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03 April 2019 | Story Xolisa Mnukwa | Photo Vhugala Nthakheni
Uhuru Qwaqwa Arrival
The #UFSWalkToUhuru team arrives at the UFS Qwaqwa Campus on Friday 22 March.

The University of the Free State (UFS) Division of Student Affairs, in collaboration with the UFS Office for International Affairs, have joined hands to drive a fundraising and student-accessibility initiative dubbed, ‘The Walk to Uhuru’ (#UFSWalktoUhuru), which is aimed at raising funds and advocating for the educational rights of the less privileged. 

The project aims to raise funds in excess of R2 million from the public and stakeholders affiliated with the UFS (Kovsie staff and students). The project derives from the 2018/2019 UFS Institutional Student Representative Council (ISRC) mandate ‘Students Must Graduate’. The ISRC mandate aims to source funding opportunities for UFS students to register, and to complete their studies across all three campuses in 2020 and beyond.

The first leg of the project, a 350 km walk from the Bloemfontein to the Qwaqwa Campus, has already taken place and concluded on Friday, 22 March 2019 as planned. The #UFSWalkToUhuru team successfully completed the first leg of their journey to academic freedom for financially disadvantaged students at the UFS. The Uhuru team is now focusing its attention on the second leg and is determined to take on Mount Kilimanjaro (Uhuru) from 20 June to 20 July 2019.

The team sat down for a debriefing session to unpack the overall experience and result of the first half of the initiative, and they all agreed that the walk to Qwaqwa was an enlightening experience. It was a walk that comprised learning opportunities, team building, and goal crushing.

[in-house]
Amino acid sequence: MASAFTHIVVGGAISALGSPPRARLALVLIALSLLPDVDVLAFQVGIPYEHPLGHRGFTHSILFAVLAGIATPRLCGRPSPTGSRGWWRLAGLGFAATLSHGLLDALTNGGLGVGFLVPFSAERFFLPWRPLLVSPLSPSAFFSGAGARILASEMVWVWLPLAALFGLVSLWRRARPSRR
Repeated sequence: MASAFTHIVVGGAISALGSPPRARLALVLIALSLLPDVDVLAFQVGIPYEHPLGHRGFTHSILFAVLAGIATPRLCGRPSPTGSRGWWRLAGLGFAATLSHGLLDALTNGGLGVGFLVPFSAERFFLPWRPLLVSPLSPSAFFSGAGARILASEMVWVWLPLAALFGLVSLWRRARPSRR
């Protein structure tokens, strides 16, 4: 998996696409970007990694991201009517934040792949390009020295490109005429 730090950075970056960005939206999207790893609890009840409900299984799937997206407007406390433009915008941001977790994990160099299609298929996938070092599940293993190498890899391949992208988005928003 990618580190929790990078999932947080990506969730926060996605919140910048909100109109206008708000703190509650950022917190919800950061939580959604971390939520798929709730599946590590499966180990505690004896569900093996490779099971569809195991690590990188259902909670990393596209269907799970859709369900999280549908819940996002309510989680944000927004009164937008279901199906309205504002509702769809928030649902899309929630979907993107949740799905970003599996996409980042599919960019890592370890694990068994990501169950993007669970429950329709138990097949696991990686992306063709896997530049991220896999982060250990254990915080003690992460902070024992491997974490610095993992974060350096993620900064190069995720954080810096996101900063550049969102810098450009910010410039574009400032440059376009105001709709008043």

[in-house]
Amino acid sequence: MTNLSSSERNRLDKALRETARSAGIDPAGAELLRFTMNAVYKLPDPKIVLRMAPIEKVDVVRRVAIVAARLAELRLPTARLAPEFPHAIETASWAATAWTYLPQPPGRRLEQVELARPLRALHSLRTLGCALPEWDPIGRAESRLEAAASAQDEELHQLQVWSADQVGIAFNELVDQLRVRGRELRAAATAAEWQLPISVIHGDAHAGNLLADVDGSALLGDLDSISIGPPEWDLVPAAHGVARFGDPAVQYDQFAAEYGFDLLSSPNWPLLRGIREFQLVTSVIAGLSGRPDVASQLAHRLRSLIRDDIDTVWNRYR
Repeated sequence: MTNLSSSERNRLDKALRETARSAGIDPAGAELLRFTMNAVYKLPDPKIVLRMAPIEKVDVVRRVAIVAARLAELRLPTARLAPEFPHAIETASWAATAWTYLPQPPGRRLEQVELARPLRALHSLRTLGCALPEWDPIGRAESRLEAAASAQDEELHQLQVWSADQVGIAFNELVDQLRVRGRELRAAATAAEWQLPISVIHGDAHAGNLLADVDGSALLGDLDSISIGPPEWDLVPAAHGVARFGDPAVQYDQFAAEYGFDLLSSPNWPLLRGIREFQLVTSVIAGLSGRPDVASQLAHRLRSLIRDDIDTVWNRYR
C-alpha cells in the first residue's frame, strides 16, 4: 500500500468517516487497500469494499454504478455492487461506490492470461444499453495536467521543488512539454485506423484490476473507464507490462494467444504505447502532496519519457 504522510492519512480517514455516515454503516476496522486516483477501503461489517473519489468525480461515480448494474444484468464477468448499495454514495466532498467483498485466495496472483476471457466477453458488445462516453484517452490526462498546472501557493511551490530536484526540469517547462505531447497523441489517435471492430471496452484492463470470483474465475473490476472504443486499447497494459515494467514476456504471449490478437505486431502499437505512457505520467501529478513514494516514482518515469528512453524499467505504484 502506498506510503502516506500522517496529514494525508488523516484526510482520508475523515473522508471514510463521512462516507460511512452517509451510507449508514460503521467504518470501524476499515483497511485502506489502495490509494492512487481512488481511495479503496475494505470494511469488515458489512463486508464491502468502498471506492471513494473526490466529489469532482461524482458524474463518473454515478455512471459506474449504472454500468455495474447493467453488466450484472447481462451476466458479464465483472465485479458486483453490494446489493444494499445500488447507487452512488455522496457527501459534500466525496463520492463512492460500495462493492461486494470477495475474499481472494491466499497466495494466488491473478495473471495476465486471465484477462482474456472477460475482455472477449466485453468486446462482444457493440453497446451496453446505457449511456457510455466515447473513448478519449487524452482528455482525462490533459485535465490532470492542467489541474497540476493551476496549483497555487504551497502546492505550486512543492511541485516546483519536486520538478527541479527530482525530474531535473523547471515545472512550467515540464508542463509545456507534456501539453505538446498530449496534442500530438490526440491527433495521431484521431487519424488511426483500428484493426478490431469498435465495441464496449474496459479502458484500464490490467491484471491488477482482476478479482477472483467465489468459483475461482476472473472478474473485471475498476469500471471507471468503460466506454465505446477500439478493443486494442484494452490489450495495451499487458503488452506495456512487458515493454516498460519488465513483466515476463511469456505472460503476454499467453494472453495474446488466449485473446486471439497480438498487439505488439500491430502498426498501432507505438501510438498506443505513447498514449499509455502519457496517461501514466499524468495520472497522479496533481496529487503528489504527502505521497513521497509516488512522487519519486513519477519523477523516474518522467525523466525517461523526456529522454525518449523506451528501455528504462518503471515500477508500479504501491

According to Rethabile Motseki, member of the #UFSWalkToUhuru team, the walk to Qwaqwa made a significant impact on the project, as the university community is now aware of the significant goals that the team is trying to accomplish. The team has also resumed their fitness-training programme to ensure that they are ready to take on the Uhuru climb in June.

A media briefing will take place shortly (date to be confirmed) to detail the ongoing fundraising initiatives rolled out by the #UFSWalkToUhuru team.  We implore you, and the nation as a whole, to help establish a better future for disadvantaged UFS students by donating to the initiative.

Students, staff, and the public can support the cause and make contributions/donations to the initiative by visiting the UFS Walk to Uhuru #givengain account page.

For more information, contact UFS SRC President, Sonwabile Dwaba, on DwabaSJ@ufs.ac.za  or Rethabile Motseki on MotsekiR@ufs.ac.za  

News Archive

“We relied on outsiders to document our histories.” – Zanele Muholi delivers Women’s Day Lecture
2014-08-13

 

Zanele Muholi
Photo: Stephen Collett

“Our society is decaying because of hate crimes against LGBTI groups. You can’t say it does not affect you, because each of us is at least connected to one person [of LGBTI orientation].”

These words by Zanele Muholi, photographer and visual activist of LGBTI rights, who delivered the Women’s Day Lecture. The event commemorated Women’s Day and took place on Thursday 7 August 2014 at the Bloemfontein Campus. The lecture was hosted by the Centre for Africa Studies, as part of their Gender Studies Programme.

Muholi screened photographs featuring lesbian couples and recounted their all-too-real life stories. Her work emphasises the importance of queering the normative gaze by representing black lesbians in ‘straight’ portraits in a collection of works titled ‘Faces and Phases’. By focusing on lesbians in her work, Muholi shows that women in same sex relationships are just women, with the same dreams and aspirations as their heterosexual sisters.

But lesbian women carry an additional, grave fear – that of corrective rape. Muholi speaks on this topic in the video, ‘We live in fear’, which she screened during her talk. The documentary features the lives of lesbian women in Kwa Thema township in Johannesburg. Shockwaves spread through this settlement in 2008 after the brutal killing of a lesbian woman and the ensuing series of hate crimes against the LGBTI community.

Zanele describes her work as “documenting our own stories. For years we relied on outsiders to document our histories. We should do it ourselves.”

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